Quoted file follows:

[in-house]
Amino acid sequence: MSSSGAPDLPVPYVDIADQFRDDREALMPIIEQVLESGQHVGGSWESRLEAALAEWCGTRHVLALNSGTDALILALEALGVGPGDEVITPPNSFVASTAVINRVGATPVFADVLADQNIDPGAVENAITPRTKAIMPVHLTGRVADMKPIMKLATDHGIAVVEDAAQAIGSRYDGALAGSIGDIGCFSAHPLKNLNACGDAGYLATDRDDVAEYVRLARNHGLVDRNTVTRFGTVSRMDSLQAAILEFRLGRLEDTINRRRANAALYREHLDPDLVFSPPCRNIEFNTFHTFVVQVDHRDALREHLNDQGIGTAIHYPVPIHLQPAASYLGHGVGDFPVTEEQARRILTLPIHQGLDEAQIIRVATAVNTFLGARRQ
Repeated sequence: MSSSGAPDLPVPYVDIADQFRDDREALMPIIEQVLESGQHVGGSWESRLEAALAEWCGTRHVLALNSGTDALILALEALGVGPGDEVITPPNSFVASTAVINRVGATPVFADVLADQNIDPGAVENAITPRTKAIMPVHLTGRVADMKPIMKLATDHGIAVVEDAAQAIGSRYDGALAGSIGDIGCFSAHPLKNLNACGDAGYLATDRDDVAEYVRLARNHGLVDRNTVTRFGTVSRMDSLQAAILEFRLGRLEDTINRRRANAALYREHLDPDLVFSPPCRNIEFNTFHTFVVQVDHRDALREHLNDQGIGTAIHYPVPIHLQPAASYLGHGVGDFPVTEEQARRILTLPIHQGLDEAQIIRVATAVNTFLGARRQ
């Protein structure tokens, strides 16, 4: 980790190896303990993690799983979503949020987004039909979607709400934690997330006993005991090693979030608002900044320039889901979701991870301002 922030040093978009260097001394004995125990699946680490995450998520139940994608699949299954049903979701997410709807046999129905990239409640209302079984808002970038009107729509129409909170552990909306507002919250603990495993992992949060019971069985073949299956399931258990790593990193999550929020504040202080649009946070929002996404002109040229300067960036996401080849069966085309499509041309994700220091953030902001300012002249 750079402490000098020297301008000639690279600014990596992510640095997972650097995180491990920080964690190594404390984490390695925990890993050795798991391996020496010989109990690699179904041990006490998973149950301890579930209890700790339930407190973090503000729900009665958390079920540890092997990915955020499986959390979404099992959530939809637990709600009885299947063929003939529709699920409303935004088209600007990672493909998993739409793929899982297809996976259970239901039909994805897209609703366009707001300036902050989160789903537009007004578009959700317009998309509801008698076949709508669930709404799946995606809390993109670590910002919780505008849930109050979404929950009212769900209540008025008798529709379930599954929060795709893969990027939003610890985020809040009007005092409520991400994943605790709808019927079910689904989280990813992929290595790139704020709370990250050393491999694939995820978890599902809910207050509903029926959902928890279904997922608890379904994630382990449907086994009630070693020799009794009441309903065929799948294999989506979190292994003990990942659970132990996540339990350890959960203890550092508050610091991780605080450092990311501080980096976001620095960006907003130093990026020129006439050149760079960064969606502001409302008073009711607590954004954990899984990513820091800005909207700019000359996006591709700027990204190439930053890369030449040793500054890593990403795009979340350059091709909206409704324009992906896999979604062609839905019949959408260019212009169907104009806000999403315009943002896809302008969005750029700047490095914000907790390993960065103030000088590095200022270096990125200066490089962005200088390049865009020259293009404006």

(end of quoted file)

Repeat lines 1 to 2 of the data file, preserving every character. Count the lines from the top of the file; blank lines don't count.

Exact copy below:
[in-house]
Amino acid sequence: MSSSGAPDLPVPYVDIADQFRDDREALMPIIEQVLESGQHVGGSWESRLEAALAEWCGTRHVLALNSGTDALILALEALGVGPGDEVITPPNSFVASTAVINRVGATPVFADVLADQNIDPGAVENAITPRTKAIMPVHLTGRVADMKPIMKLATDHGIAVVEDAAQAIGSRYDGALAGSIGDIGCFSAHPLKNLNACGDAGYLATDRDDVAEYVRLARNHGLVDRNTVTRFGTVSRMDSLQAAILEFRLGRLEDTINRRRANAALYREHLDPDLVFSPPCRNIEFNTFHTFVVQVDHRDALREHLNDQGIGTAIHYPVPIHLQPAASYLGHGVGDFPVTEEQARRILTLPIHQGLDEAQIIRVATAVNTFLGARRQ